Emily Strassburger

College is supposed to be the best four years of your life. Well, that’s what everyone says anyway. I started my college career with this mentality that everything would be just fine.

I learned the difficulties of college the hard way, all within the first couple of weeks. I didn’t join a sorority after I failed to get into the one I wanted. I received my first college exam back with more errors than correct answers. And soon after moving in, my roommate and I weren’t on speaking terms.

It wasn’t until over halfway through the semester I realized college doesn’t have to be a series of miserable events. There will inevitably be tough times in college, but ultimately what matters is that you make the effort to learn from and change your situation.

Initially, I was crushed I didn’t get into what I thought was the ideal sorority on campus. Instead of searching for alternatives to being involved, I sat around and sulked. But eventually, I realized there is more than one way to be active at UNL.

You don’t have to be a part of Greek life to make your college experience feel meaningful and worthwhile. There are numerous organizations students can join, and it’s hard to not find something even remotely interesting. In fact, I ended up joining The Daily Nebraskan on a whim, and it turned out to be something I really enjoy and plan on doing for the rest of my college career.

Similarly, I came into my Calculus II class fall semester of freshman year feeling well-prepared. I received a perfect score on my AP Calculus I exam my senior year of high school, and I was recommended to take the honors section. Yet, come time for the first exam, I failed. I remember my stomach dropping and a wave of panic overwhelming me.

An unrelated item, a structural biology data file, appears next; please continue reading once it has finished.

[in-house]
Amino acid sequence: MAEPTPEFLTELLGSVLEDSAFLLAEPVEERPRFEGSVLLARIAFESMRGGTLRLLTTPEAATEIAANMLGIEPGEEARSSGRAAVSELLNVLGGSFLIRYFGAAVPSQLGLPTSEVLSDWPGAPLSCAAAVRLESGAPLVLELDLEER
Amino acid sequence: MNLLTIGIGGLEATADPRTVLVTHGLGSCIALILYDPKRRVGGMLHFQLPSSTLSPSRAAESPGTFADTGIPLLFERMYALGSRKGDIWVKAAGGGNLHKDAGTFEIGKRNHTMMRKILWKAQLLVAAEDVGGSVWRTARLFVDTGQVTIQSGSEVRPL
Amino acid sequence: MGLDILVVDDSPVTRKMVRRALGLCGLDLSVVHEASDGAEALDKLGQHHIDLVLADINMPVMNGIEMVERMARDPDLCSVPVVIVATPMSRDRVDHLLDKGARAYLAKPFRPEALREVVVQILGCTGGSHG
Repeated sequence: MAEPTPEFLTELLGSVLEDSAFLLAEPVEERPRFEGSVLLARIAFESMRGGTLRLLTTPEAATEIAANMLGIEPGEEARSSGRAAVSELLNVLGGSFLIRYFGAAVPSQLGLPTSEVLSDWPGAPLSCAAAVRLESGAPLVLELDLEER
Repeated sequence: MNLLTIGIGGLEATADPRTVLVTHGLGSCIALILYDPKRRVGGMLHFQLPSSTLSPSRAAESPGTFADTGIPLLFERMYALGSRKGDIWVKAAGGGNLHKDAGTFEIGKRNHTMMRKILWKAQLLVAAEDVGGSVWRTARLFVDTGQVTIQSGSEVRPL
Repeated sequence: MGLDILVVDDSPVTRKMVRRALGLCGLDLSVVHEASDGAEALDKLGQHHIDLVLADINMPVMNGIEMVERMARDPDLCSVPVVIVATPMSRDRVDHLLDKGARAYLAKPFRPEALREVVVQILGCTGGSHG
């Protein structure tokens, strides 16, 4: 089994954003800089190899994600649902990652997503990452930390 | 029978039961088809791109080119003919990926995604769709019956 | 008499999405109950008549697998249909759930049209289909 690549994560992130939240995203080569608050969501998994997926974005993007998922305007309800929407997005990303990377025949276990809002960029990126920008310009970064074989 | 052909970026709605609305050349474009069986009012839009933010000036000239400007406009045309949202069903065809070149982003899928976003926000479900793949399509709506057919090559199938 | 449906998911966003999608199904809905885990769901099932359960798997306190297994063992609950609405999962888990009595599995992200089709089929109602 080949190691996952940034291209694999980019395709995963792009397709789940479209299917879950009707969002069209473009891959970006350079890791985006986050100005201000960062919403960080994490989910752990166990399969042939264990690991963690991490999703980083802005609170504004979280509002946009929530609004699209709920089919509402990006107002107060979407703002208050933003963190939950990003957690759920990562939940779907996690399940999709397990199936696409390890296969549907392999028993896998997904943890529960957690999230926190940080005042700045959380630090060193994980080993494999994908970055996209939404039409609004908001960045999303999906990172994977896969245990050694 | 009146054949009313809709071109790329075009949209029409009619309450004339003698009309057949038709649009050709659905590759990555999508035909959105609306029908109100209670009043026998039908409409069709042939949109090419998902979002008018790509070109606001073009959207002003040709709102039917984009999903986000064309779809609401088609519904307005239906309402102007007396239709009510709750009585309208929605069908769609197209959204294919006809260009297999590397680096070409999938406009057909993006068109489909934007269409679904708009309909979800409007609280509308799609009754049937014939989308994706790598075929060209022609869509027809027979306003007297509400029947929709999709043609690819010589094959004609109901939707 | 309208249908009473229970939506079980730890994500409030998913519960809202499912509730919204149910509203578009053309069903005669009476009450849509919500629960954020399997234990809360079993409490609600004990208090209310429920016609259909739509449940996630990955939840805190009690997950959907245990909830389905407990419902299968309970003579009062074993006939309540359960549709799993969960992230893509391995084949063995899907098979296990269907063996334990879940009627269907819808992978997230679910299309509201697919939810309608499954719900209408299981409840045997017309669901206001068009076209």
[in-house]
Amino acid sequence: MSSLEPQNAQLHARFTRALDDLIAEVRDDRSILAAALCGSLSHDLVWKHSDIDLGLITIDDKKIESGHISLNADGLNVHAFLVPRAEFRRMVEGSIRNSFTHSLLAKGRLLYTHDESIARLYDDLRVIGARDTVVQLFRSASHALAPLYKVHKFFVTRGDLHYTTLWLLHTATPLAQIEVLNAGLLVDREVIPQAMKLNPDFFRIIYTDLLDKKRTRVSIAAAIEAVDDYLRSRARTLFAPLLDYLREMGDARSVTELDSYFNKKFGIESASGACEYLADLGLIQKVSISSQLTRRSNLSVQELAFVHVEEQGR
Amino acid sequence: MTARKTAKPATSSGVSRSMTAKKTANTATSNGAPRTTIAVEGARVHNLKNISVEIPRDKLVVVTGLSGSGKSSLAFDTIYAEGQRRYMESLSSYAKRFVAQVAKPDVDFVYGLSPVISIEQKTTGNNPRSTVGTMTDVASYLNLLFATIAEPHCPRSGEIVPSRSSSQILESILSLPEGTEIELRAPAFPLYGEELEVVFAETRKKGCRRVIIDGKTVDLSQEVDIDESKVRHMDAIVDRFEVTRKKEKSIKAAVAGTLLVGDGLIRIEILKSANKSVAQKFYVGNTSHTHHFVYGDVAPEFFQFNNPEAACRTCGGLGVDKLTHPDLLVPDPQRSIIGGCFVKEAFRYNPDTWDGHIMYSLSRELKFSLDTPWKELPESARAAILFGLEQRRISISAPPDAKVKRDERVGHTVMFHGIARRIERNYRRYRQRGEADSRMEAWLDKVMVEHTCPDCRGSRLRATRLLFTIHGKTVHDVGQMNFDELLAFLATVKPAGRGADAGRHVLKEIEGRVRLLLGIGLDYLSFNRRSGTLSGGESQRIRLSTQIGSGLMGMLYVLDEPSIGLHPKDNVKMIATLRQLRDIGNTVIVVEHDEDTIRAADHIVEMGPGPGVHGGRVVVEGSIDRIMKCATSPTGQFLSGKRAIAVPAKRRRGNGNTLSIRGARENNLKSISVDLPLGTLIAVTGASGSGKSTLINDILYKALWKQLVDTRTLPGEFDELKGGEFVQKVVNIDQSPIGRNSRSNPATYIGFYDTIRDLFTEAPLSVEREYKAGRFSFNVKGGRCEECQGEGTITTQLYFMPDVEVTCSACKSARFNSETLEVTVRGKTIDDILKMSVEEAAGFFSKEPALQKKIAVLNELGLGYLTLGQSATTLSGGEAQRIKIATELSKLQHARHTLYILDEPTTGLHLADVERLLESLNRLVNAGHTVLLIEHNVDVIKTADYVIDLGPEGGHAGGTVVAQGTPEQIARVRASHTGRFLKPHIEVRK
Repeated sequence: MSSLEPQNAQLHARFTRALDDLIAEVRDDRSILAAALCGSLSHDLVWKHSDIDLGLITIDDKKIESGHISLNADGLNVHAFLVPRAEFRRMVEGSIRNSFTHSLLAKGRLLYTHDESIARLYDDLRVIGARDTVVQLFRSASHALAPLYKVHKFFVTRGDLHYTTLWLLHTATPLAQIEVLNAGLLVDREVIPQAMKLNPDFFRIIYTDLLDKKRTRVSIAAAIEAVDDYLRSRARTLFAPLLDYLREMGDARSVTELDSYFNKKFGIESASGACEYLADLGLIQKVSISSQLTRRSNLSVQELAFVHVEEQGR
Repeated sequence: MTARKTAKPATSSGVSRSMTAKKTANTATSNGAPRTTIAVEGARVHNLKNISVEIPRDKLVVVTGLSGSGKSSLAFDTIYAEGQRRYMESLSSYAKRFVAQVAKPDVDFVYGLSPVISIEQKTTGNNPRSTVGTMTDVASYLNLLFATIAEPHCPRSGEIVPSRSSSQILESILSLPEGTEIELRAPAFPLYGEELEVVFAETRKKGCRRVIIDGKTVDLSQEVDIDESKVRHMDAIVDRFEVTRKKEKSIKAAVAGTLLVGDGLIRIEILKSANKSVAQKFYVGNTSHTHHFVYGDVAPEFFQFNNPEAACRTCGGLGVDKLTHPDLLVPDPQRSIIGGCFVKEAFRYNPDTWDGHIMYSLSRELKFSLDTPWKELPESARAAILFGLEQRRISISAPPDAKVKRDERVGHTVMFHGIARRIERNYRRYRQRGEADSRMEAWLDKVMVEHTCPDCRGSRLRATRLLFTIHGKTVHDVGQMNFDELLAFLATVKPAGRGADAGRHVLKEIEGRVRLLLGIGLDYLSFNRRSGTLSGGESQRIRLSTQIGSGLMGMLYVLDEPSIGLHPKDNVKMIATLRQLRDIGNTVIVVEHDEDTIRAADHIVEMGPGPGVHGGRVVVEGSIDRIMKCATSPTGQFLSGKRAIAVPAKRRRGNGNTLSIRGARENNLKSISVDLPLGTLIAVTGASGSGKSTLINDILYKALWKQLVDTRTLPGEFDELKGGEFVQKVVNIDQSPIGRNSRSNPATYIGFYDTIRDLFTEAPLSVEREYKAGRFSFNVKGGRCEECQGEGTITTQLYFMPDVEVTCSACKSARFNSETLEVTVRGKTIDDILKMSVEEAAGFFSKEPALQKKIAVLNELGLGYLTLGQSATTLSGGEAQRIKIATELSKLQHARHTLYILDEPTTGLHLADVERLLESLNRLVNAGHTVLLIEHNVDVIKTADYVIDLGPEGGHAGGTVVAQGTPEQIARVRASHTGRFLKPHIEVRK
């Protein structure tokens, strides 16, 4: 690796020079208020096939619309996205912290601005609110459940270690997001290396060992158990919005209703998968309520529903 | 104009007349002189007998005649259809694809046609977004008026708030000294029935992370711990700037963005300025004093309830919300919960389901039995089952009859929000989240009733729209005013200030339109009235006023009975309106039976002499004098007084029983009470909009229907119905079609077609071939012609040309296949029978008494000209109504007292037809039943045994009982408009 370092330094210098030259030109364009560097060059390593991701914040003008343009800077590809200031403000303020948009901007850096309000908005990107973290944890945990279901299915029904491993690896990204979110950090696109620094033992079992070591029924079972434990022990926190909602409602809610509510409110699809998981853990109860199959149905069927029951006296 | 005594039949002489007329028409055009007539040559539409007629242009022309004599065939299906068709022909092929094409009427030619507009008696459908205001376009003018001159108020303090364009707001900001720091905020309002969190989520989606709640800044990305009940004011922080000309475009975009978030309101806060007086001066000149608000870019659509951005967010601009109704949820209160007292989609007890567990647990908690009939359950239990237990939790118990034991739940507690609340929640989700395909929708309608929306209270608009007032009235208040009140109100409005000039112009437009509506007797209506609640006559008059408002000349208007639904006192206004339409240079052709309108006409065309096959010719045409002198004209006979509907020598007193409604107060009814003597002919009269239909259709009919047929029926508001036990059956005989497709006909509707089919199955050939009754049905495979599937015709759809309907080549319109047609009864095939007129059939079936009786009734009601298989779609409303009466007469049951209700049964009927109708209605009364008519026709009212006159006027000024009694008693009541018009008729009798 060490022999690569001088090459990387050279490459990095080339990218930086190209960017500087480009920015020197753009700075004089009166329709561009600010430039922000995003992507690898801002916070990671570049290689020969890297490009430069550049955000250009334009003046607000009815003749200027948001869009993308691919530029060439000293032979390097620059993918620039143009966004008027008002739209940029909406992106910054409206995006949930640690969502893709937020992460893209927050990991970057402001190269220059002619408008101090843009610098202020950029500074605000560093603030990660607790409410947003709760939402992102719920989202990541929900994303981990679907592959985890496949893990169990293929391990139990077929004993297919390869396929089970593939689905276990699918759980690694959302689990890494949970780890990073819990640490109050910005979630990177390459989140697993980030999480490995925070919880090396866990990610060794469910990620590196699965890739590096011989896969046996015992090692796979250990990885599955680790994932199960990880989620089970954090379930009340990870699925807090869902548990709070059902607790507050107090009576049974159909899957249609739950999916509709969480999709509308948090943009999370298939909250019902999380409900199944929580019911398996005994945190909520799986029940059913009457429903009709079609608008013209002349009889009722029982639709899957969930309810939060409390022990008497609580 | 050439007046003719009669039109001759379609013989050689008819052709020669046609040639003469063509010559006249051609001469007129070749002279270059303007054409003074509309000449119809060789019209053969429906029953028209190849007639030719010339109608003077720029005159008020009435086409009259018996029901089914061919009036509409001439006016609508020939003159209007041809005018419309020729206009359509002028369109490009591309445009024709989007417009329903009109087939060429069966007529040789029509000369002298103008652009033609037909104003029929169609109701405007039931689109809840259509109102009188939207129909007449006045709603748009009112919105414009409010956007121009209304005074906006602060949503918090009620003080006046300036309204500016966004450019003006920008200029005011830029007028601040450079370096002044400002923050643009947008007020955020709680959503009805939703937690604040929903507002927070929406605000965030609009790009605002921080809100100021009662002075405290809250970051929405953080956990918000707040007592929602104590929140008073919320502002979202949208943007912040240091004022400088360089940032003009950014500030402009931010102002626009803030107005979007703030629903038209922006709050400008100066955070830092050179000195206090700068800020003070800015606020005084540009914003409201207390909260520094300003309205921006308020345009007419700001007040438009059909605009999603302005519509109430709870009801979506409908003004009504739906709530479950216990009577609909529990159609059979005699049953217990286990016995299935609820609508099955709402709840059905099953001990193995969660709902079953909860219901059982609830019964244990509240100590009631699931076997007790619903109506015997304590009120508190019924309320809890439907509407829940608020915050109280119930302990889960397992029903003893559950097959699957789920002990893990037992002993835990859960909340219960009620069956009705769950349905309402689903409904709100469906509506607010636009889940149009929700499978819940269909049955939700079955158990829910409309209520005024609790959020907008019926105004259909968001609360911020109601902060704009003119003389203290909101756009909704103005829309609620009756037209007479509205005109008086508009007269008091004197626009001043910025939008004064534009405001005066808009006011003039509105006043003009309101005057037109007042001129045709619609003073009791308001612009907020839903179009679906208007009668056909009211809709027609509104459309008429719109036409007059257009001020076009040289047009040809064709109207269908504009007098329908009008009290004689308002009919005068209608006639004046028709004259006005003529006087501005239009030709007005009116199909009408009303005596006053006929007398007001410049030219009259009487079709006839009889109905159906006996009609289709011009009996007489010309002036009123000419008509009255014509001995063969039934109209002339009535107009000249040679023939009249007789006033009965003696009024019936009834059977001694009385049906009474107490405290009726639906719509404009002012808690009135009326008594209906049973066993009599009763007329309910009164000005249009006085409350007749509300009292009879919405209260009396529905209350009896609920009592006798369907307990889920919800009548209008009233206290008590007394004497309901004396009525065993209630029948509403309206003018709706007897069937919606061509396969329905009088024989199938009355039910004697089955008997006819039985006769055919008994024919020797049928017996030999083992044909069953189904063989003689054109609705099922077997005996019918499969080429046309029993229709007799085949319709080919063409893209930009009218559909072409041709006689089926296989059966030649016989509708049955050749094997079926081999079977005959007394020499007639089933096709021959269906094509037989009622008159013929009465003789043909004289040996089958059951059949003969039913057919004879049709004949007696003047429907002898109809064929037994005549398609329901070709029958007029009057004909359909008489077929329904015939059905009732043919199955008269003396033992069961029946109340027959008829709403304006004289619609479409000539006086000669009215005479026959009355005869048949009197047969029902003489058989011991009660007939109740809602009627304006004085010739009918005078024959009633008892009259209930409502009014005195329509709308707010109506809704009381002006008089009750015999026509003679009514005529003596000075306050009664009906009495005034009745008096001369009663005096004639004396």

I knew I had to improve. However, instead of going to my professor’s office hours and asking for help, I decided I would simply “study harder” for the next exam. And though I did study harder, I ended up doing worse on my second exam. It took several failed calculus exams to make me understand that I needed to reach out for help if I was ever going to succeed. I finally went and talked to one of the math academic advisors, and she was primarily upset that I didn’t come and talk to her sooner. In many respects, college classes are much more difficult than the ones high school offers, so I knew I needed to adjust my approach rather than try to “study harder.”

There’s an assumption that all college professors are too busy to help a struggling student, but I’ve found they are usually more than willing, if not eager, to help their students. Professors aren’t as scary as you’d think. On numerous occasions, I’ve witnessed professors going out of their way to ensure the success of their students. I’ve had some professors personally hold review sessions before midterms or hold extra office hours when they realize their students are in need of extra practice. All I needed to do, and all anyone else needs to do, is reach.

As my first semester went on, I realized my roommate situation just wasn’t going to work out. This was yet another problem that instead of addressing, I tried to put it off for as long as I could. I had an idea in my head that not getting along with your roommate is normal, and everyone experiences it at some point or another. But simply avoiding the situation is easily the worst thing you can do. Instead of reaching for support to address the problem, I took time off school to visit friends out of state, and spent almost every other weekend with family in Omaha. It’s easy to say I wish I handled the situation better.

Even if situations take a turn for the worse, it’s important that you don’t just sit around and hope things will get better. You need to reach out for support when you need it, before the problems drag on and become horrendous. Whether this be talking to professors or residence advisors, UNL provides an incredible support network for its students.

College certainly comes with a steep learning curve, and some lessons are learned the hard way. But after learning to adjust to the demands of college, I feel more successful and eager to continue with my education. Although college might not always be what you expect, what’s important is you learn how to adapt and make the best of a situation. Instead of trying to figure things out on your own, or avoiding problems completely, you need to take initiative on your own to be successful in college.

Emily Strassburger is a sophomore math and English double major. Reach her at opinion@dailynebraskan.com or via @DNOpinion.